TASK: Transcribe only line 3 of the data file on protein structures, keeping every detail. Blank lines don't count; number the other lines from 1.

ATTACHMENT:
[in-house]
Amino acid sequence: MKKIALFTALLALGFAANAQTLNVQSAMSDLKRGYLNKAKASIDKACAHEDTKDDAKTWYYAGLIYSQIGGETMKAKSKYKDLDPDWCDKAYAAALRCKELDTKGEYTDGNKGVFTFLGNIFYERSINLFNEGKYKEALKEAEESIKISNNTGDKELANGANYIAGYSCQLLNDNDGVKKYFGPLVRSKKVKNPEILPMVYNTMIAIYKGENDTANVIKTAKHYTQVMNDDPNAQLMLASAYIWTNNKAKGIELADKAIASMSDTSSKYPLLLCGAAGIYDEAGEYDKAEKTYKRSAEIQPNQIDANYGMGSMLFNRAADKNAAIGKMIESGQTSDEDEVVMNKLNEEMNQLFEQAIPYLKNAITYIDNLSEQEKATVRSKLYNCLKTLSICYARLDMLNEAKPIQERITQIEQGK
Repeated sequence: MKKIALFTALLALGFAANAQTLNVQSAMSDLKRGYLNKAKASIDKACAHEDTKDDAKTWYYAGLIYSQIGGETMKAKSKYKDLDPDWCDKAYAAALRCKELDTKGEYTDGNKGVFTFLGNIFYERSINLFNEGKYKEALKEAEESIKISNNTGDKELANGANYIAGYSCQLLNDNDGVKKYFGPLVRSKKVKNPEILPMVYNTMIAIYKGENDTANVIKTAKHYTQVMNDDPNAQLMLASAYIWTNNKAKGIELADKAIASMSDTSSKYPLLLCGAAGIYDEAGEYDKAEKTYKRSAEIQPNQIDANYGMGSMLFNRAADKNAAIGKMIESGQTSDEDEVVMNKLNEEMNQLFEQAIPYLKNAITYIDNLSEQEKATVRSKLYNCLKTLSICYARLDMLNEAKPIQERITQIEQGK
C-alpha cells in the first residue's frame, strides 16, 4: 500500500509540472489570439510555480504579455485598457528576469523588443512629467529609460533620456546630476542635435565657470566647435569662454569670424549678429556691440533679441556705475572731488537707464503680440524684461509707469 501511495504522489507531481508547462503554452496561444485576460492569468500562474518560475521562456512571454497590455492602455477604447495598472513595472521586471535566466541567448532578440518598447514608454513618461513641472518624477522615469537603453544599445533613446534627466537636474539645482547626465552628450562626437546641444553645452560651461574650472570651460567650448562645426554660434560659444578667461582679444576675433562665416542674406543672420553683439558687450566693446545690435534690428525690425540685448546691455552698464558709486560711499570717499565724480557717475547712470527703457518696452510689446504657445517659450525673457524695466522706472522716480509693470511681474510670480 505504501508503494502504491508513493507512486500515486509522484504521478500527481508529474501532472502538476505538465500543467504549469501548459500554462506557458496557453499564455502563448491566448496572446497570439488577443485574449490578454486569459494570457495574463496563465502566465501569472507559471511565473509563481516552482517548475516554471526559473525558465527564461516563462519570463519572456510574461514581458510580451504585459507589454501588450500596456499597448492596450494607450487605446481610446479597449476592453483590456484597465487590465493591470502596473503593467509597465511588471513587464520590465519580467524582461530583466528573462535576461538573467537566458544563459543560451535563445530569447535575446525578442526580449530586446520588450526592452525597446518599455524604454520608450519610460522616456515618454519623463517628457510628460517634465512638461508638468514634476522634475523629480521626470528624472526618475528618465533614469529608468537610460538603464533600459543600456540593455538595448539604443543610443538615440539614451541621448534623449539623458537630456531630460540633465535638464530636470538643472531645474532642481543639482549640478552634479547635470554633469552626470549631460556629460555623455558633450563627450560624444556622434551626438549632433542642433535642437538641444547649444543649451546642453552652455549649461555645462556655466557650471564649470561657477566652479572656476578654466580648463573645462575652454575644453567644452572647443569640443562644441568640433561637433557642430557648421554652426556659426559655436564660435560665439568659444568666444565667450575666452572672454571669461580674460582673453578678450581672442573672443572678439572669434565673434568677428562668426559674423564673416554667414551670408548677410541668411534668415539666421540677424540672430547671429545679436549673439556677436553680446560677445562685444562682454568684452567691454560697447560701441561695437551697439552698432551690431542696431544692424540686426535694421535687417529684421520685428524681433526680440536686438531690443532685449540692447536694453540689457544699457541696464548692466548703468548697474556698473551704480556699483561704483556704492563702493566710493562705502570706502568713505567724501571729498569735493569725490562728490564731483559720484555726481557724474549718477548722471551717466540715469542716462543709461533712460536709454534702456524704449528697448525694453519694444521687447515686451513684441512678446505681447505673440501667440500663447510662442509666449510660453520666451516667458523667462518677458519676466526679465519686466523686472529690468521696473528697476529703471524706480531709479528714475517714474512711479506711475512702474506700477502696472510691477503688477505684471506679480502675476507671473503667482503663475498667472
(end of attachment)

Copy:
Repeated sequence: MKKIALFTALLALGFAANAQTLNVQSAMSDLKRGYLNKAKASIDKACAHEDTKDDAKTWYYAGLIYSQIGGETMKAKSKYKDLDPDWCDKAYAAALRCKELDTKGEYTDGNKGVFTFLGNIFYERSINLFNEGKYKEALKEAEESIKISNNTGDKELANGANYIAGYSCQLLNDNDGVKKYFGPLVRSKKVKNPEILPMVYNTMIAIYKGENDTANVIKTAKHYTQVMNDDPNAQLMLASAYIWTNNKAKGIELADKAIASMSDTSSKYPLLLCGAAGIYDEAGEYDKAEKTYKRSAEIQPNQIDANYGMGSMLFNRAADKNAAIGKMIESGQTSDEDEVVMNKLNEEMNQLFEQAIPYLKNAITYIDNLSEQEKATVRSKLYNCLKTLSICYARLDMLNEAKPIQERITQIEQGK